Oropharyngeal candidiasis (OPC) is an opportunistic infection of the oral mucosa caused by the commensal fungus IL-17R signaling is essential to prevent OPC in mice and humans, but the individual roles of its ligands, IL-17A, IL-17F, and IL-17AF, are less clear. A homozygous IL-17F deficiency in mice does not cause OPC susceptibility, whereas mice lacking IL-17A are moderately susceptible. In humans, a rare heterozygous mutation in IL-17F (IL-17F.S65L) was identified that causes chronic mucocutaneous candidiasis, suggesting the existence of essential antifungal pathways mediated by IL-17F and/or IL-17AF. To investigate the role of IL-17F and IL-17AF in more detail, we exploited this "experiment of nature" by creating a mouse line bearing the homologous mutation in IL-17F (Ser65Leu) by CRISPR/Cas9. Unlike mice that are resistant to OPC, mice showed increased oral fungal burdens similar to mice. In contrast to humans, however, disease was only evident in homozygous, not heterozygous, mutant mice. The mutation was linked to modestly impaired CXC chemokine expression and neutrophil recruitment to the infected tongue but not to alterations in oral antimicrobial peptide expression. These findings suggest mechanisms by which the enigmatic cytokine IL-17F contributes to host defense against fungi. Moreover, because these mice do not phenocopy mice, they may provide a valuable tool to interrogate IL-17F and IL-17AF function in vivo in other settings.
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http://dx.doi.org/10.4049/jimmunol.2000394DOI Listing
http://www.ncbi.nlm.nih.gov/pmc/articles/PMC7369233PMC
August 2020

Contemporaneity of , , and early in South Africa.

Science 2020 04;368(6486)

Department of Biology, University of Florence, Florence, Italy.

Understanding the extinction of and origins of and in South Africa has been hampered by the perceived complex geological context of hominin fossils, poor chronological resolution, and a lack of well-preserved early specimens. We describe, date, and contextualize the discovery of two hominin crania from Drimolen Main Quarry in South Africa. At ~2.04 million to 1.95 million years old, DNH 152 represents the earliest definitive occurrence of , and DNH 134 represents the earliest occurrence of a cranium with clear affinities to These crania also show that , , and were contemporaneous at ~2 million years ago. This high taxonomic diversity is also reflected in non-hominin species and provides evidence of endemic evolution and dispersal during a period of climatic variability.
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http://dx.doi.org/10.1126/science.aaw7293DOI Listing
April 2020

Dog owner's accuracy measuring different volumes of dry dog food using three different measuring devices.

Vet Rec 2019 11 13;185(19):599. Epub 2019 Aug 13.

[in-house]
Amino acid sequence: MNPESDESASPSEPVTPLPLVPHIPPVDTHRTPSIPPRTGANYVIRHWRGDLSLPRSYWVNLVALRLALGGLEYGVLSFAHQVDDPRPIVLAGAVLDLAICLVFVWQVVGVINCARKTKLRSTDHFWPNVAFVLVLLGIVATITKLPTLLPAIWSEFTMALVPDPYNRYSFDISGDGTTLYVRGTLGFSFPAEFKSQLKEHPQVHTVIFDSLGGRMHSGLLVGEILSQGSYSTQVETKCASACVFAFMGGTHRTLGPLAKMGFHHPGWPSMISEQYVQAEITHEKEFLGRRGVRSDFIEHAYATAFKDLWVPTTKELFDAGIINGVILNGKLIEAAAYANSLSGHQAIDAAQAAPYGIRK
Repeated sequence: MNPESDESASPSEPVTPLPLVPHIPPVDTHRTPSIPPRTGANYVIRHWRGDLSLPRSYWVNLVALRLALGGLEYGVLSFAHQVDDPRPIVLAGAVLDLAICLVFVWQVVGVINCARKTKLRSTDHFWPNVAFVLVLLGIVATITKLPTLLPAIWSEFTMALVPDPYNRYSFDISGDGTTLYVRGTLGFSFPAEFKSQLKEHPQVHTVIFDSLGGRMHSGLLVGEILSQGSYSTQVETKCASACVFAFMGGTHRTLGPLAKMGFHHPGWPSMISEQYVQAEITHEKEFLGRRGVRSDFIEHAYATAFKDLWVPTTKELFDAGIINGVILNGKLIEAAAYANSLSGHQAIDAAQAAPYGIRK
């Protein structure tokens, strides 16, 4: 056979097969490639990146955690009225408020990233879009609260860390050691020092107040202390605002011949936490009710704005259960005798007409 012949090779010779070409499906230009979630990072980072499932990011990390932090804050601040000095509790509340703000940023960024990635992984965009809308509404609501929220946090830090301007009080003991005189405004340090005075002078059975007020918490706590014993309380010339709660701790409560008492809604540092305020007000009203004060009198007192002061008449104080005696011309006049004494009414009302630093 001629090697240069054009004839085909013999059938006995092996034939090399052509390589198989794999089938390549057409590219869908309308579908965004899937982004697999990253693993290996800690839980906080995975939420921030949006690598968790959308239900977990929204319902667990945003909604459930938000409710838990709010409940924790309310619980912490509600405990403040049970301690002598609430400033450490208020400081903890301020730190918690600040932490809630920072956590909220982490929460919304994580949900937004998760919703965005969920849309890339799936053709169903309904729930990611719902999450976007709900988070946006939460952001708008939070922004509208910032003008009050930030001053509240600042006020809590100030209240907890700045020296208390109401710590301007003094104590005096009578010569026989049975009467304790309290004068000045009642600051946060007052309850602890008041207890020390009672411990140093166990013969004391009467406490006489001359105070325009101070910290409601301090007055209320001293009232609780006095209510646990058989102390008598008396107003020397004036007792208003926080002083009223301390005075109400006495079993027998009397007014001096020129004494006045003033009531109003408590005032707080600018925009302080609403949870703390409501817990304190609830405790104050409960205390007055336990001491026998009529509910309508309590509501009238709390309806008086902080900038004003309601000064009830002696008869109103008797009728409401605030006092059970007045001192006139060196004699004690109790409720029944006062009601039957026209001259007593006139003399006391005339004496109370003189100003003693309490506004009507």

Department of Clinical Studies, University of Guelph, Ontario Veterinary College, Guelph, Ontario, Canada.

Prior research demonstrates significant inaccuracy when repeatedly measuring the same amount of dry dog food using a dry-food measuring cup, bringing into question the accuracy of measuring devices. This study aimed to determine dog owners' accuracy when measuring different volumes of dry dog food using different types of measuring devices. One hundred dog owners, randomly assigned one of three measuring devices (a one-cup dry-food measuring cup, a two-cup graduated-liquid measuring cup or a two-cup commercial food scoop), were asked to measure ¼, ½ and 1 cup of dry dog food. Accuracy was assessed with an electronic gram scale by comparing measured volumes with the correct weight in grams. Individual accuracy ranged from -47.83% to 152.17% across devices and volumes. Measuring accuracy was found to be associated with the volume of food measured (p<0.001) and the type of measuring device used (p<0.001). Findings highlight approaches for decreasing excess intake of calories by dogs, including promotion of tactics to improve measurement accuracy (eg, gram scales, volume-calibrated dry-food measuring devices), especially for measuring small volumes.
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http://dx.doi.org/10.1136/vr.105319DOI Listing
http://www.ncbi.nlm.nih.gov/pmc/articles/PMC6902066PMC
November 2019

Cutaneous TRPV1 Neurons Trigger Protective Innate Type 17 Anticipatory Immunity.

Cell 2019 08 25;178(4):919-932.e14. Epub 2019 Jul 25.

Department of Dermatology, University of Pittsburgh, Pittsburgh, PA 15261, USA; Department of Immunology, University of Pittsburgh, Pittsburgh, PA 15261, USA; Pittsburgh Center for Pain Research, University of Pittsburgh, Pittsburgh, PA 15261, USA. Electronic address: